Separation of church and state means that our nation is not under one specific religion.
Our fellow Americans who belong to the radical ACLU and who do not want a portrait of Jesus to hang in schools should be ashamed of themselves for trying to push their agenda, when it is in the Constitution that all men are entitled to the free exercise of religion.
Those who are disrupting schools that have a portrait of Jesus should go and live in a country that ignores religion and ignores the greatest book on Earth, the Bible.
Doris and Pastor James Patterson
Now comes U.S. Rep. Paul Ryan urging Republican members of Congress to “carefully pick our fights” with President Barack Obama.
Wouldn’t it be a wonderful thing for our country if, instead, Ryan would urge his colleagues to pick areas of consensus on the critical challenges now facing the nation?
Value of small lives
This could be construed as a direct reply to Bob Dyer’s recent column about voles, but since he got to provide his opinion to everyone, I must insist also on that privilege (“UA’s voles not worthy of big stink,” Jan. 27). Dyer’s point seems to be summed up as, “They were voles,” certainly not worth all this hullabaloo.
He also ticked off a list of “breakthroughs” that could not have been realized without the use of animals. Never mind that countless scientists and other leaders have pointed out that results obtained from animal exploitation cannot be reliably extrapolated to humans. Thus, we have the harsh lessons of Thalidomide and other examples.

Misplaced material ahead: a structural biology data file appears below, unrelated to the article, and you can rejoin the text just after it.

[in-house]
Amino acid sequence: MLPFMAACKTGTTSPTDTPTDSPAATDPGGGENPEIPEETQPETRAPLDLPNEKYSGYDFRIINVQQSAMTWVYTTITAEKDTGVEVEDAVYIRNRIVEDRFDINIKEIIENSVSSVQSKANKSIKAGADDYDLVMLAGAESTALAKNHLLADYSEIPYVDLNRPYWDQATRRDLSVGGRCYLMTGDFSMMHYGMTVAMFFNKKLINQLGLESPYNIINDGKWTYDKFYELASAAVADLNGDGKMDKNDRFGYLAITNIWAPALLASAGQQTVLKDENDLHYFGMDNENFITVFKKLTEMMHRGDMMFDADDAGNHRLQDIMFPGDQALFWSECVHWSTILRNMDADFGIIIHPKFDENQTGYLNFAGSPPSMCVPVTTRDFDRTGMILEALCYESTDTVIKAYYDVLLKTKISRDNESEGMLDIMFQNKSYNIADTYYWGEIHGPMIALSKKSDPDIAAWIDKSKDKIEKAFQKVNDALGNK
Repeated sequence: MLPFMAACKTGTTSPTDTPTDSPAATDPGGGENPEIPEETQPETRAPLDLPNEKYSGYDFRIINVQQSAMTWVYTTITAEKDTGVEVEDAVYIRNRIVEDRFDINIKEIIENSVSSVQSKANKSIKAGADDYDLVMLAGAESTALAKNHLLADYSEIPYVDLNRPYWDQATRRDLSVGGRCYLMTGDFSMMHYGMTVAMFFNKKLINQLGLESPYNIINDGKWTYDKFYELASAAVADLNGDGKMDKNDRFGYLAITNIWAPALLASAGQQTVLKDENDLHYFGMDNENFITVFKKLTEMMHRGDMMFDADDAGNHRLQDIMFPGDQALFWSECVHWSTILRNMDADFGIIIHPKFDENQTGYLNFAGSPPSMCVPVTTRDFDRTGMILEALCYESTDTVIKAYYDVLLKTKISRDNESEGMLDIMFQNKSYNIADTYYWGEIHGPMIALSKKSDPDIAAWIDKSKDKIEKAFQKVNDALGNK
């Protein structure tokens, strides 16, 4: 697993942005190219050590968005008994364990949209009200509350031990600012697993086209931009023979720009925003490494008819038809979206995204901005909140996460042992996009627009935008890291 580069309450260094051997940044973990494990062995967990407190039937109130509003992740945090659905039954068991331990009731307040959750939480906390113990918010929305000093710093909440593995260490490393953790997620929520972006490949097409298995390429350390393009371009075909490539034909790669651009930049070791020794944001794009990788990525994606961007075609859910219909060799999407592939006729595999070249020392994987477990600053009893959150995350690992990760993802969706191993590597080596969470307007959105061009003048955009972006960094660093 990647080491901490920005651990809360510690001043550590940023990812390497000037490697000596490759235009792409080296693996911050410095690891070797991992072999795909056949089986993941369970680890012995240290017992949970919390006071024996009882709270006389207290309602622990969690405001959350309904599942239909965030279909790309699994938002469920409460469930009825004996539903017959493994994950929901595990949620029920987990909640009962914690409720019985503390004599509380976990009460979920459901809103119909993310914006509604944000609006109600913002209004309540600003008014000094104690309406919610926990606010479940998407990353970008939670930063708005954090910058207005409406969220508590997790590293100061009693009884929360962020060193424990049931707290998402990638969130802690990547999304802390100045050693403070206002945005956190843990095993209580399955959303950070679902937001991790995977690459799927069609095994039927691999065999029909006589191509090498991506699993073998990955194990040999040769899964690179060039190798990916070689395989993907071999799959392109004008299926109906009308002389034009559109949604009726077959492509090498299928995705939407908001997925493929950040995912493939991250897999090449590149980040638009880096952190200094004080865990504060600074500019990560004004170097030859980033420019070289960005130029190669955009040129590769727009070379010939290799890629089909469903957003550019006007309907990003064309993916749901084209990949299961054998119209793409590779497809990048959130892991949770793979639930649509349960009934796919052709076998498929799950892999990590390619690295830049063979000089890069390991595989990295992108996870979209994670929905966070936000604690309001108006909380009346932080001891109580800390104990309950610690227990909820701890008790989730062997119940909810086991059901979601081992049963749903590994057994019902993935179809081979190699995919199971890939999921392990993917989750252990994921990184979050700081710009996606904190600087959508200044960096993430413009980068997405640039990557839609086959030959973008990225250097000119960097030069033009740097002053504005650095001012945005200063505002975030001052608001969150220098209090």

Also, many so-called advances were attained after fruitless years and decades of science being misled and stifled by animal studies, only to make meaningful headway once mathematical modeling, tissue culturing and other techniques were adopted.
Perhaps religion shouldn’t enter into it, but Christianity teaches us that God knows every sparrow that falls, and many adherents believe the animals are the least of “my brethren,” fully deserving of our love and compassion.
Many try to point to the dominion God granted man over animals in order to justify man’s rapacious, never-ending war on animals, but scholars believe the word implies the exercise of benevolent oversight with respect to animals. Thus, parents should exercise dominion over their children.
In belittling the value of small lives, Dyer takes the position that might makes right. Perhaps it is a test of God’s: If you cannot be trusted in small things, how are you to be trusted in larger matters?
L. Lowell Miller
Future of Cordray
Here is a question for Senate Republicans: What sounds better to you, Director Richard Cordray or Governor Richard Cordray?
Douglas Paul McFarling